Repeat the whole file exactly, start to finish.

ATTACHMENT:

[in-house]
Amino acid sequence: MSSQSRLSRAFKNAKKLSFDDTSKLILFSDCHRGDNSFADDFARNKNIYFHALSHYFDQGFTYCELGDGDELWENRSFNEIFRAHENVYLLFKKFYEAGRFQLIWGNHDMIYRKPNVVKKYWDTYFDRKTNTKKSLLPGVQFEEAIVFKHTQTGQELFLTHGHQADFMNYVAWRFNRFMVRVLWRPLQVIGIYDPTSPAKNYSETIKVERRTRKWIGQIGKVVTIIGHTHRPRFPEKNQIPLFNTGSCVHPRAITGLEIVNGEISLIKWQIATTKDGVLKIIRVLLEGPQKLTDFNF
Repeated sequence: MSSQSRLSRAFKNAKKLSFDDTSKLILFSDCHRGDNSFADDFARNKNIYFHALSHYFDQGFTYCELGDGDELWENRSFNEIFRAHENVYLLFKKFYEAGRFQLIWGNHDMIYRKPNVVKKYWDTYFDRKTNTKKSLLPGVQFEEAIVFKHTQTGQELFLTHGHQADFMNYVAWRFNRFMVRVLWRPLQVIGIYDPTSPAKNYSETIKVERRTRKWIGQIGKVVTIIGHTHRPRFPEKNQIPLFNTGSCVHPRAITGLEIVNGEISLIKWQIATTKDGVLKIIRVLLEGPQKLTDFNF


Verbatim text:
[in-house]
Amino acid sequence: MSSQSRLSRAFKNAKKLSFDDTSKLILFSDCHRGDNSFADDFARNKNIYFHALSHYFDQGFTYCELGDGDELWENRSFNEIFRAHENVYLLFKKFYEAGRFQLIWGNHDMIYRKPNVVKKYWDTYFDRKTNTKKSLLPGVQFEEAIVFKHTQTGQELFLTHGHQADFMNYVAWRFNRFMVRVLWRPLQVIGIYDPTSPAKNYSETIKVERRTRKWIGQIGKVVTIIGHTHRPRFPEKNQIPLFNTGSCVHPRAITGLEIVNGEISLIKWQIATTKDGVLKIIRVLLEGPQKLTDFNF
Repeated sequence: MSSQSRLSRAFKNAKKLSFDDTSKLILFSDCHRGDNSFADDFARNKNIYFHALSHYFDQGFTYCELGDGDELWENRSFNEIFRAHENVYLLFKKFYEAGRFQLIWGNHDMIYRKPNVVKKYWDTYFDRKTNTKKSLLPGVQFEEAIVFKHTQTGQELFLTHGHQADFMNYVAWRFNRFMVRVLWRPLQVIGIYDPTSPAKNYSETIKVERRTRKWIGQIGKVVTIIGHTHRPRFPEKNQIPLFNTGSCVHPRAITGLEIVNGEISLIKWQIATTKDGVLKIIRVLLEGPQKLTDFNF